Morning folks,

Burford news keeps rumbling on.

At the same time, there are a lot of interesting macro stories at present. And there's also some small-cap news to look at (which is supposed to be my topic, after all!). 

Stories covered today:




Burford Capital (LON:BUR)

  • Share price: 748.5p (-12%)
  • No. of shares: 219 million
  • Market cap: £1,635 million

Evidence of market manipulation in Burford shares

There are softer stock market targets than a group of litigators, but that is exactly who Muddy Waters decided to pick a fight with. So far, Muddy Waters is winning.

In today's RNS, Burford claims that there is evidence of illegal market manipulation of its stock.

I don't know if that is true or not, but I do know a little bit about market mechanics. Burford explains to us today what "spoofing" and "layering" are, and says:

Spoofing and layering are both illegal and have resulted in criminal convictions in the past.  As an example, layering led to the 2010 "flash crash" when the Dow Jones Industrial Average fell 600 points in five minutes; the perpetrator was found guilty of fraud.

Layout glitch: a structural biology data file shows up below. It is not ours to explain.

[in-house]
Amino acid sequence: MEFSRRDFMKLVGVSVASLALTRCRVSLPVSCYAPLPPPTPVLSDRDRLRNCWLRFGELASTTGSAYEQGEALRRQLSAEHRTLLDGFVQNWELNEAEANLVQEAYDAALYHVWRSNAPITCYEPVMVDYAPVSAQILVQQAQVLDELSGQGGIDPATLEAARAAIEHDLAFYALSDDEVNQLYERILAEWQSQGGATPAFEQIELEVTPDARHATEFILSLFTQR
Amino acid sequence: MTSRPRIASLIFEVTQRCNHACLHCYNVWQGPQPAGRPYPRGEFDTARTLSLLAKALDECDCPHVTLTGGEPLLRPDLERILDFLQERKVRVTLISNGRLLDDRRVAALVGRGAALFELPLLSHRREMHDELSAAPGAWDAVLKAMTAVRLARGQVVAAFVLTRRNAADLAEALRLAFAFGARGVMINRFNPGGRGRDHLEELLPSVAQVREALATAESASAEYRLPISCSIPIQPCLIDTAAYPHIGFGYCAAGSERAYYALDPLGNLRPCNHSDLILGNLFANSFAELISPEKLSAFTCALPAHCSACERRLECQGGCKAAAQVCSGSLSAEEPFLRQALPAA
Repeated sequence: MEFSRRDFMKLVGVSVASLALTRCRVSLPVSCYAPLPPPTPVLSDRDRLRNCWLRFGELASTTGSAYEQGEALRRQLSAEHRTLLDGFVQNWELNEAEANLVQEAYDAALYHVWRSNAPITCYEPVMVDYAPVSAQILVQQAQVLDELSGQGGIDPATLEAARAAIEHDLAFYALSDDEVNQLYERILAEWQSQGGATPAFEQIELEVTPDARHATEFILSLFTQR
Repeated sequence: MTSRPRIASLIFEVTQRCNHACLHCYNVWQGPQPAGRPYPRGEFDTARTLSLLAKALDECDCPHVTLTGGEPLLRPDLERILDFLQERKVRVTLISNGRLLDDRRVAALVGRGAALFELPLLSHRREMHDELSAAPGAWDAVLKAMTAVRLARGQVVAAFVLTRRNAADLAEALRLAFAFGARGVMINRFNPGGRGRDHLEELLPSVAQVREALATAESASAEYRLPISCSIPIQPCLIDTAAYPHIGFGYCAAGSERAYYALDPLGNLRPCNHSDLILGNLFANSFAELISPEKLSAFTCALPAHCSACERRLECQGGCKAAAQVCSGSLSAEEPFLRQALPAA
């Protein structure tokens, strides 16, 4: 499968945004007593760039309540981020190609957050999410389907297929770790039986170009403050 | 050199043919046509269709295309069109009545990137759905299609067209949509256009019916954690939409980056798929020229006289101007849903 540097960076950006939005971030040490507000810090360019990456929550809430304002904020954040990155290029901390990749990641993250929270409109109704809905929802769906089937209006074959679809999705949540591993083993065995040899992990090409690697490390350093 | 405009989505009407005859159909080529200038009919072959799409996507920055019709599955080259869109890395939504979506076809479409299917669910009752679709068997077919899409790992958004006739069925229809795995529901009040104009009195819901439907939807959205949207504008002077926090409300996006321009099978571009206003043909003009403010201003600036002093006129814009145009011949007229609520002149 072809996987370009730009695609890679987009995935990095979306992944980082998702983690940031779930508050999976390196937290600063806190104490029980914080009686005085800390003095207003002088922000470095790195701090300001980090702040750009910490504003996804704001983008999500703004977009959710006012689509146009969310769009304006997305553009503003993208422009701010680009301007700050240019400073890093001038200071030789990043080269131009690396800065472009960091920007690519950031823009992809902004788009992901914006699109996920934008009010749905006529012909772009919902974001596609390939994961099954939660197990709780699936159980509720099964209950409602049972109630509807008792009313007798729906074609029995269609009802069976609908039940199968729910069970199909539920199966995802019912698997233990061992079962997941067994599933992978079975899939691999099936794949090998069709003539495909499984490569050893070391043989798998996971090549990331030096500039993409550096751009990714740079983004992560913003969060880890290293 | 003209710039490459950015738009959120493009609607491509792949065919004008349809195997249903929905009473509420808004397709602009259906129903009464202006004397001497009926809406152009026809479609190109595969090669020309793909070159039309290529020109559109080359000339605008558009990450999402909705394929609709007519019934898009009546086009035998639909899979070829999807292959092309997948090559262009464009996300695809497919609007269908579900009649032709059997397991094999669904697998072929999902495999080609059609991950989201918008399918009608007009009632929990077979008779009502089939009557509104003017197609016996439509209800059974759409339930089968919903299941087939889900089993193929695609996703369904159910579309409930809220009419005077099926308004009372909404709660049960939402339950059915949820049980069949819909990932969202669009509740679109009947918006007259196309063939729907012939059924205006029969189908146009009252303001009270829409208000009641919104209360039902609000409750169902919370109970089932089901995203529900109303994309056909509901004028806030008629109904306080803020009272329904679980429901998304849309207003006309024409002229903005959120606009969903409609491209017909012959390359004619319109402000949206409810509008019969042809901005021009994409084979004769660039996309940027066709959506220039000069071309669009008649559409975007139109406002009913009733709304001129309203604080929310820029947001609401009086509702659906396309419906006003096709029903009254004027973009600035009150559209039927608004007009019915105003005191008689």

There are a few things I might say about that.

Firstly, the "Flash Crash" was indeed a disorderly event but I can't agree that it was all bad: it was a terrific buying opportunity for fundamental investors, for example. I remember reading about a fund manager who literally sprinted across his building to place his buy orders in the market as quickly as possible. For every seller, there was a buyer. Those who were focused on value did very well out of it, as they should!

Therefore, at the risk of repeating what I have already said about the short attack at Burford, let me highlight that Muddy Waters did not force anybody to sell their Burford shares.

Indeed, those who believe that Burford shares are worth £20 should be pleased that MW has created an opportunity to buy them for £7.50.

But lots of people don't think this way: they…

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